Spring blooms are starting to appear which means it’s a great time to bring them inside and enjoy some beautiful flower arrangements. Although it’s lovely to splurge and buy a gorgeous bouquet from a flower shop, it can add up pretty fast. Plus, it can be incredibly fun and rewarding to create your own arrangements with your favorite blooms and branches.
We spoke to Lydia Andrien, a floral designer and gardener in New York City, and owner of Wyld to get some of her favorite tips and tricks for how to arrange spring flowers. Read on to get inspired!
Invest in a Vase You Love
“A vase makes or breaks the design,” Lydia says, “so you really want to invest in a vase you love, not just any glass or ceramic piece you have around the house. The flowers should be the focal point of the arrangement, but the vase still resonates and is present, and you’re more likely to love the arrangement if the vessel that it sits in tells a story.”
Her formula is to keep the proportion of the flowers 1.5 to 2 times taller than the vase. “That always makes for a great arrangement,” she says. Though flowers sitting really close to the vase is still a look you’ll see, Lydia says, “I think we’re moving past that and onto a more sculptural look.”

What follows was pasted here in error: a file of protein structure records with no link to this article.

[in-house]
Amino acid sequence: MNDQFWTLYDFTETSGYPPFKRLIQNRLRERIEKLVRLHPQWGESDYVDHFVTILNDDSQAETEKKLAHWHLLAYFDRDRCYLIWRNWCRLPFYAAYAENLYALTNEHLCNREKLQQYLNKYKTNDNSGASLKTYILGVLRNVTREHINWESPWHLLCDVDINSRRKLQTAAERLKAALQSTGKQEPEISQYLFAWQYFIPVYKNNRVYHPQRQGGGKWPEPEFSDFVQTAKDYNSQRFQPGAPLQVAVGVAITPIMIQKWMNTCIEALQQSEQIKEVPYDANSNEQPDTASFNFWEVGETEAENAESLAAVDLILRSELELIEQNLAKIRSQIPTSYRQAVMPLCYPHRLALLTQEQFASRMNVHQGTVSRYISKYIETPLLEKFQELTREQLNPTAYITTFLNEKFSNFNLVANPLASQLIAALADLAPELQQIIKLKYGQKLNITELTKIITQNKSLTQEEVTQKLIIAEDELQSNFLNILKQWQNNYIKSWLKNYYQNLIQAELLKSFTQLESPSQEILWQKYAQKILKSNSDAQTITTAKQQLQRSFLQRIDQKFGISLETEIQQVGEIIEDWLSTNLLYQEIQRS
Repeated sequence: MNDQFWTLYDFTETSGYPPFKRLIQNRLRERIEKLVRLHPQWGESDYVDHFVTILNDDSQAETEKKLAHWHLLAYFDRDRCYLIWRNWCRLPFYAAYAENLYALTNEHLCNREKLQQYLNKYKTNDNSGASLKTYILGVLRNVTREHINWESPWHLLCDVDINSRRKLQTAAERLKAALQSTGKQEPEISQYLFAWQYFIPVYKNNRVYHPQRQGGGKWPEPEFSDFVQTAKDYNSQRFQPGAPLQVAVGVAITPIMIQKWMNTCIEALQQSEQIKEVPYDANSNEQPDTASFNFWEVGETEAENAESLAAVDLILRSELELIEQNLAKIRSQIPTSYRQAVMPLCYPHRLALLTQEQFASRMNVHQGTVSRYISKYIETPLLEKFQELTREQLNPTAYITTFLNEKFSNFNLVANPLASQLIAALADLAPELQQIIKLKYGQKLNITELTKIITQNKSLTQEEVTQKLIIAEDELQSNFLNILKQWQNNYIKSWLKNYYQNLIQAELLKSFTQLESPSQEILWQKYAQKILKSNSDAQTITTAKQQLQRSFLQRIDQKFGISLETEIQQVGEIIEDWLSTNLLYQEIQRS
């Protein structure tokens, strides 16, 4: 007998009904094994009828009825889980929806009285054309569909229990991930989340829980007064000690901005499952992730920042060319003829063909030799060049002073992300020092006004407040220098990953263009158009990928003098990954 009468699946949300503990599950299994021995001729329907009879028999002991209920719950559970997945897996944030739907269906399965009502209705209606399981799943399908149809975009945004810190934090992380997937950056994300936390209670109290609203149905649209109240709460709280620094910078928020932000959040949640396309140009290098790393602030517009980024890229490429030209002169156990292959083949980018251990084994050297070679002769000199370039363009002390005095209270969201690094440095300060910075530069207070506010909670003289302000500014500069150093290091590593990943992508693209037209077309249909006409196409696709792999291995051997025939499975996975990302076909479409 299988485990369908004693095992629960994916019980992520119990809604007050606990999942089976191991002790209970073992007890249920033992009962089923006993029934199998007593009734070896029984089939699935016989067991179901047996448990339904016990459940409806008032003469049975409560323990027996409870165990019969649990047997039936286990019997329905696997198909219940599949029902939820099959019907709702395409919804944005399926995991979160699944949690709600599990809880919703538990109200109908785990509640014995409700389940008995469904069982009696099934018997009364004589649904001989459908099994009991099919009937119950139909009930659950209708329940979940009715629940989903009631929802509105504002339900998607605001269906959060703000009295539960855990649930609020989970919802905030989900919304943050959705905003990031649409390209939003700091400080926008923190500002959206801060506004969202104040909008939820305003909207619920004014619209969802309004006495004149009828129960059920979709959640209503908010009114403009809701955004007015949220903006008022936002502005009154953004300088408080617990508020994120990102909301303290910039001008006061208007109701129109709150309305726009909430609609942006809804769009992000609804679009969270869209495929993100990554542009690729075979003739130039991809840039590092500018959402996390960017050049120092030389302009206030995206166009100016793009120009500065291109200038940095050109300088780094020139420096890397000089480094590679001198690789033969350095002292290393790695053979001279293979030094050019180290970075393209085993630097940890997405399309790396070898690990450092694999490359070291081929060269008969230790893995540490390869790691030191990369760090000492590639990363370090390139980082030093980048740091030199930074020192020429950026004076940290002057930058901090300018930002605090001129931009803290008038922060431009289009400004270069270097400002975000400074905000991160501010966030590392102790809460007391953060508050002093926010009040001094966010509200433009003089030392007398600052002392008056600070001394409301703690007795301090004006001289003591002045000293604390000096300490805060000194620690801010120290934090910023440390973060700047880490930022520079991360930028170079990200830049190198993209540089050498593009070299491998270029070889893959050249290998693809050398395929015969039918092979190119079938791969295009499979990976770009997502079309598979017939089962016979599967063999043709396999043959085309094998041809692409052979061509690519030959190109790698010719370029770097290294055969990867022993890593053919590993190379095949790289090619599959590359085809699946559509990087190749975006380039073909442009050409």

Put a Single Bud on Your Desk
“Spring is my favorite time of year for flowers,” Lydia says. “There are so many beautiful blooms, but sometimes your day flies by and you don’t get a chance to see everything budding and blooming. It’s nice to have a tiny little bud—just one stem—on your desk, so you feel like you’re part of what’s happening outside.”
Lydia recommends buying a bud vase you truly love and says one with very small openings that only fit one or two stems work best. But if you don’t have one, she says you can use a teacup or any vessel in your cupboard that is beautiful and can serve a dual purpose. Any kind of bulb that’s blooming is a good choice, she says, like a tulip or muscari (grape hyacinth).
Don’t Be Afraid to Cut
“Don’t be afraid to cut the stem down low to accentuate the flower,” Lydia says. “We love flowers because of their blooms, not their stems, so don’t make the stem the focus. Stalks of green sticking straight up and stuffed in a vase really tightly takes away from why you took those beauties home in the first place.”
She recommends picking one of the larger flowers in your bunch and cutting that stem down until it’s kissing the lid of the vase. “Leave the heavier flowers and pieces at the base and put the lighter, airier accents above, so they all have their moment in the spotlight,” she says. “It can take a few extra moments to do this, but then you’re also spending time with the flowers which is really therapeutic.”
Rearrange Your Arrangements as They Change
“Spend time with the flowers you love so much,” Lydia says. “You’re not finished when you buy the flower, or cut it and put it in water. That’s just the beginning of the relationship. Give each stem a lot of attention and see which way it wants to go and place it in the vase accordingly.